Notes from Your City Historian
by Julie Lugo Cerra
CULVER CITY TURNS 91!
Culver City just turned 91 this past month, on September 20th. I was going through some of the early printed material and guess what they advertised? First, location, of course – between Los Angeles and the beach city of Venice.
Some of the verbiage is fun to read, like, “Culver City is the hub of a wheel with fourteen spokes – each representing an artery of travel….. It is the logical business and residential center between Los Angeles and the Pacific Ocean…..”
“The beautiful Baldwin Hills form a picturesque background for the entire Culver district….. The most cosmopolitan thoroughfare in the United States – Washington Boulevard – passes through the center of Culver City. The tourists of the United States and of the WORLD travel over the Boulevard, through Culver City en route to Los Angeles’ Beaches…..”
“Culver City is rated as having the lowest city tax rate in California…… Eight blocks of business….. $100,000 free Grammar School….. Beautiful Parks and children’s playgrounds and 1500 shade trees….”
“Culver City water ranks among the best in California….. Complete telephone installation….. Many miles of paving, curbs, sidewalks, sewer system, gas, water, and electricity installed…. A public market. A Picture Theatre….. Two substantial Banks….. A first class newspaper….. A County Library. Two excellent Hotels….. Five churches – representative of various religious denominations.”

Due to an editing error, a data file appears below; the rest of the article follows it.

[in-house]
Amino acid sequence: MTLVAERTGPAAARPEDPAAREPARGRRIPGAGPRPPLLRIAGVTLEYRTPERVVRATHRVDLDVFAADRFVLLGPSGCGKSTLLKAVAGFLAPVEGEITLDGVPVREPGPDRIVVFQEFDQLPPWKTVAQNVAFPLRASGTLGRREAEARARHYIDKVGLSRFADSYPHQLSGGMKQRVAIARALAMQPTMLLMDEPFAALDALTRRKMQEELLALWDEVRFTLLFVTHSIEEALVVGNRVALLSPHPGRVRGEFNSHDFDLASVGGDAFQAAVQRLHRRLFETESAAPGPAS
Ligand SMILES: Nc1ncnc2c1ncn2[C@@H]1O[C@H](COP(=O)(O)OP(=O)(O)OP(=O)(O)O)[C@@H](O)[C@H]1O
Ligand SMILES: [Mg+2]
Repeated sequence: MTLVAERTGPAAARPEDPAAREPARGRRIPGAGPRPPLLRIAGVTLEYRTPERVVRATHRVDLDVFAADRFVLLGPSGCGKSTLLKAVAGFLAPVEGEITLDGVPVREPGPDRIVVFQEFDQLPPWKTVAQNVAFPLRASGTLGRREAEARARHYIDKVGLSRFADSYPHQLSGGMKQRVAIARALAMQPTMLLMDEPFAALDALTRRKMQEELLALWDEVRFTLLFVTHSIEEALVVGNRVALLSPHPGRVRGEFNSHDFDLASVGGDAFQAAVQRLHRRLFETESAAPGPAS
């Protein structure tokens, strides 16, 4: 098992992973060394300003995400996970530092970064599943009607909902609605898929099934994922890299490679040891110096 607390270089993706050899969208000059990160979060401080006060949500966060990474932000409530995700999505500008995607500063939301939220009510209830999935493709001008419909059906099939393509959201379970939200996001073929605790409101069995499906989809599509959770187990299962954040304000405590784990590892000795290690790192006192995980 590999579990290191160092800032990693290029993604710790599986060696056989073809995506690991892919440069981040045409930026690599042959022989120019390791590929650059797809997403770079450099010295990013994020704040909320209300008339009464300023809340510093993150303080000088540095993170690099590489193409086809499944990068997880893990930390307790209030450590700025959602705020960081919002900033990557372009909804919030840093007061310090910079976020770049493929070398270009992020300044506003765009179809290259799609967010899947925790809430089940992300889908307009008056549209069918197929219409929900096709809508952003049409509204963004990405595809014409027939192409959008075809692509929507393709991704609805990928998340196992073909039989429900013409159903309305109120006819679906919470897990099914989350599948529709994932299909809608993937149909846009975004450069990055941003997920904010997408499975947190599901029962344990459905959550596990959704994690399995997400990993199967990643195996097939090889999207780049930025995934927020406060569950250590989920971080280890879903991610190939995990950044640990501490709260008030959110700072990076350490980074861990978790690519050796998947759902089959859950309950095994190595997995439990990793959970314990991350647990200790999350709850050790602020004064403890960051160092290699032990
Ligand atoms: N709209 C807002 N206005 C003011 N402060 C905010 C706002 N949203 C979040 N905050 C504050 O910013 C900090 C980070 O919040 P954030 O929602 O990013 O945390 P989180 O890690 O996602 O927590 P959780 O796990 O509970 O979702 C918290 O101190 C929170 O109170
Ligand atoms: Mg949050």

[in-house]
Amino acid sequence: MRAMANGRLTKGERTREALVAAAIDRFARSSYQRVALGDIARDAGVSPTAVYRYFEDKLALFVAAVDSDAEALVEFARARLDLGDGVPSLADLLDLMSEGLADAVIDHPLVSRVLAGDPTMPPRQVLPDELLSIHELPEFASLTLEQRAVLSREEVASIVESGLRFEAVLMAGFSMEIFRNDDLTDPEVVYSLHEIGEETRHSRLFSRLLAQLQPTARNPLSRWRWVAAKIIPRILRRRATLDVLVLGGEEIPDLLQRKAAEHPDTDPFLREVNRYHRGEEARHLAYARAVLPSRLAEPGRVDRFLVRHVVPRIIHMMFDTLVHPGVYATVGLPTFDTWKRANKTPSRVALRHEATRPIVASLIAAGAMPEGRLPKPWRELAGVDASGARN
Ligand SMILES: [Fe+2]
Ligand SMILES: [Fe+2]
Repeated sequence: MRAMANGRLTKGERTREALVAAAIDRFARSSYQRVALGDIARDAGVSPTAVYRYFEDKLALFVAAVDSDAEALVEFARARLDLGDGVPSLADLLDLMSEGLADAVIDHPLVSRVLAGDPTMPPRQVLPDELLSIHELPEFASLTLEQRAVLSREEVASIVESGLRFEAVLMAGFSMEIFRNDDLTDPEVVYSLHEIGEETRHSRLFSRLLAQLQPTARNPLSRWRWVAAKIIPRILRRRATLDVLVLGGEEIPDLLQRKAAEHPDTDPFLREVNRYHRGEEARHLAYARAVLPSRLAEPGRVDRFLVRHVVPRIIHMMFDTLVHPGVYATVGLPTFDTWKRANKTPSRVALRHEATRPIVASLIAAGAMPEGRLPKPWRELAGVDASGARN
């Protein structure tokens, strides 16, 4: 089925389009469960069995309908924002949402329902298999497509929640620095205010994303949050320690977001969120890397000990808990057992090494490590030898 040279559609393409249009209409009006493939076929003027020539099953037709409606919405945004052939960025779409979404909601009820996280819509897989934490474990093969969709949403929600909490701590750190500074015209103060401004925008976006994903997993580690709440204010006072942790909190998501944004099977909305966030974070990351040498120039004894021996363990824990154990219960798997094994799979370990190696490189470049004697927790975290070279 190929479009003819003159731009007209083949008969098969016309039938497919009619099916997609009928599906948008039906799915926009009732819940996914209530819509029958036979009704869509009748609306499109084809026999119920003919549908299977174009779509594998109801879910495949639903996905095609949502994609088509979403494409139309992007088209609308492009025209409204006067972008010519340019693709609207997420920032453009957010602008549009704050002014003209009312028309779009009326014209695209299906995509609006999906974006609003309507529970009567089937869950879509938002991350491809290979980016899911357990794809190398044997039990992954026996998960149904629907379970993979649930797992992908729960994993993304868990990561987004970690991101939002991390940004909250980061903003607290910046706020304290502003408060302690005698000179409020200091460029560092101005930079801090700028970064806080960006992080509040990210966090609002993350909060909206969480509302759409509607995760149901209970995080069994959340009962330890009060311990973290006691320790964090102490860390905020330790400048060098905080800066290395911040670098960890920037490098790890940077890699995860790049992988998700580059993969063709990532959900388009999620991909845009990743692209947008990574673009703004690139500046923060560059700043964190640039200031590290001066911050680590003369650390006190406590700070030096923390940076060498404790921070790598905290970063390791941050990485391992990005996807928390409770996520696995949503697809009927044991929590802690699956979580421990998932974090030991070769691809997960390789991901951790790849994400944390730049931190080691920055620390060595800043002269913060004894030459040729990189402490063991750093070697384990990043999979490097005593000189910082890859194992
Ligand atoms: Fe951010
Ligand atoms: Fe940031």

There are other phrases that would probably not be used today as positives, like “250,000 pass through Culver City every week in automobiles; an average of 5000 motor cars pass daily……”
RETURNING TO TODAY….
City history is unfolding in the Culver City Historical Society Archives and Resource Center (ARC). Stop by and enjoy some of our treasures, including Harry Culver’s printed ads from “the olden days” (“Free Excursion” – 1913).
The City of Culver City is proposing a new Historic Preservation ordinance. This is in the process of being discussed by the Cultural Affairs Commission, and then it goes to Council. We will be offering comments to the city.
Thinking ahead, next year is the 70th Anniversary of the release of some very important films like The Wizard of Oz and Gone with the Wind, classic films which were made by our local studios. There is also a Victor Fleming biography by Michael Sragow due out in December, 2008. We are working on an event/book-signing with Mr. Sragow in January, 2009.
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The Society is continuing to uncover photographs of City officials for the City Hall gallery of official photos. We’ve recently discovered a photo of Thomas Carroll who was a councilman in the late 1940s to early ‘50s. We still have a good amount of council members to find, so if anyone should have or know of such photos, please contact us at info@CulverCityHistoricalSociety.org or call 310.253.6941.